Five years ago disruptive was a word reserved for difficult children and road works but now it seems disruptive behaviour is positively sought after - everybody wants a piece of it. It seems to have replaced innovative as the most often used phrase in the tech industry, but what does it actually mean? As a CIO, you have to ask yourself what are the associated benefits and risks of disruptive technology and how do you ensure that the first outweighs the second?

First, in my experience, at least 70 per cent of the time the phrase is meaningless! It’s just another one of those words that’s thrown into the marketing mix to try and make companies sound a little bit more ‘edgy’.

Secondly, unless a consultant can explain exactly what the technology is disrupting and why that’s a positive thing stay well clear. Technology and processes that challenge the status quo, make you think differently and broaden your horizons are one thing – technology that screws up your systems, angers your workforce and costs you time and money to put right – is quite another.

So the question is how much disruption is too much? When does welcoming the bold and the new become a recipe for disaster? Taking a leaf (stealing their idea) out of the McKinsey book here are the questions that the CIO should ask themselves before committing to any project that promises to be disruptive:

1. Is disruption actually required?
As any regular reader of my blog will know I am real champion of change. I believe that CIOs should be braver, that they should challenge old and outdated practices, look at new technology-enabled business ideas and facilitate a culture that embraces innovation. Having said all that if it ain’t broke don’t fix it. There are plenty of reasons to shake things up but often many reasons not to.

2. What are you ultimately trying to achieve?
Before you undertake any programme of change its critical you are clear on the objective. It always concerns me when I see disruptive programmes being pushed through in an attempt to speed up the glacial pace of business decision-making. Disruption should never be an end in itself.

3. Is the timing right?
It is easy for a good idea to become a bad idea because of poor timing. This is where the CIO’s understanding of the wider issues within the business become critical. Is it the right time in the business cycle? Where are the board’s priorities? Is the business in a position to withstand/ benefit from disruption right now? Remember, just because it isn’t right now doesn’t mean it won’t be right in the future. Don’t be afraid of waiting.

4. What do they mean by ‘disruptive’?
Disruptive is good when it involves technology, processes and a business change that makes you look at things in a new way; that challenges the old and opens new horizons in terms of what/how/why/when things are done. Bad disruption creates headaches for the employees, disrupts business operations and creates far more new issues and internal politics than it solves. So ask yourself who does disruption really benefit? Unless you are confident that the business and the customer benefits are clear be cautious. There is no point in spending time and money just to prove that you are capable of being innovative.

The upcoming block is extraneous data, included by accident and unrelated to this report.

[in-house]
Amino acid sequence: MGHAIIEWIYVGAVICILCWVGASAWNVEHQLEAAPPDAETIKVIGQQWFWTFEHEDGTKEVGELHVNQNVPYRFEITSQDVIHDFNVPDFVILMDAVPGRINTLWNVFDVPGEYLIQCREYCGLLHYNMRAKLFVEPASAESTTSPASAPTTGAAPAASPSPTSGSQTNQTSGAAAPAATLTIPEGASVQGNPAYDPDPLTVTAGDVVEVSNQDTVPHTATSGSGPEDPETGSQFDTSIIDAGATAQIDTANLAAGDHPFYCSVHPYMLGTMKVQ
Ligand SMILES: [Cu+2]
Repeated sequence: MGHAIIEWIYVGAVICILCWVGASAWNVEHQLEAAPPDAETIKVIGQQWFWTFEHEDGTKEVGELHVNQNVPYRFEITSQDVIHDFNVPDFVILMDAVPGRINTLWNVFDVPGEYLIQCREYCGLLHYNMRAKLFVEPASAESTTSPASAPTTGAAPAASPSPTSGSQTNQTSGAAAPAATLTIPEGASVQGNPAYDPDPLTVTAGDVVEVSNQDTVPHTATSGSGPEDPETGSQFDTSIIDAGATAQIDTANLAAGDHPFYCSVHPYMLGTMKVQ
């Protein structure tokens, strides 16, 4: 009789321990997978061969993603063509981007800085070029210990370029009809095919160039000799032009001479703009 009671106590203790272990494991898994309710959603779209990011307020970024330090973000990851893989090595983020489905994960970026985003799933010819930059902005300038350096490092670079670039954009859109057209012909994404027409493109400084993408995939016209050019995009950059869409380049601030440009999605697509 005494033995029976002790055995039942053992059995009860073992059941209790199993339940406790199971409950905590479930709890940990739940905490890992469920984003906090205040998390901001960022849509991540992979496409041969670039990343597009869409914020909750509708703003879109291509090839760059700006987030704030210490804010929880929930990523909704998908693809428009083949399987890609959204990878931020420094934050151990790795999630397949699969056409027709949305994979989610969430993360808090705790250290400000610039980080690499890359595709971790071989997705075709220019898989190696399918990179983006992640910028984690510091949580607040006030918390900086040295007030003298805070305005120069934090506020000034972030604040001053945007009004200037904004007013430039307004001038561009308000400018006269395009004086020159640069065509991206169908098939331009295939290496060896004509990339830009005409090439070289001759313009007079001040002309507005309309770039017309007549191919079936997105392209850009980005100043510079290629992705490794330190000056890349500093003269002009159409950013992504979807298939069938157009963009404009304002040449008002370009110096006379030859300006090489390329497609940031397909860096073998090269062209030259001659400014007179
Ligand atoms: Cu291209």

5. Do you have the environment available to test the technology effectively?
Internal labs are already becoming a more frequently used tool to drive change in a business and  this is exactly the type of occasion when having this kind of set up has real value. If the risk/benefit calculation proves a little narrow for comfort then the ability to test out the technology on your existing systems – in a safe and controlled way – could be the difference between delight and disaster. (WARNING: Internal Labs will only be successful  if they are owned by the business. New technology MUST be applied to a business idea and launched to real customers as part of testing.

6. Do you have buy-in from the board?
There is a big difference between liking the concept of disruptive innovation and actually having the balls to implement it. A lot of boards these days like to talk the talk but it is important to check that they are just as keen to walk the walk. With anything that promises a radical change from the past there are going to be challenges – the board needs to be clear what these are likely to be and whether they are happy to accept them.  It is also vital that the CEO has the trust of any shareholders to ensure full support of any disruptive transformation.

Make no mistake about it – I want to see CIOs embracing much more disruptive innovation, but that said I also want to make sure they are maximising the chances of it having the impact they are looking for. Taking a drastically different approach can bring huge success – just look at companies like Amazon – but being innovative does not mean being careless. If anything the due diligence conducted should be greater.

There is no question that for many companies the status quo will result in them being left behind, therefore there is a greater need now more than ever for them to embrace disruption. The impact that digital technology is having across every vertical – from healthcare to transport, finance to retail – is huge and only continues to grow. However, it will be the ones that really understood what disruption was going to deliver and prepared the ground accordingly that will really see the benefits.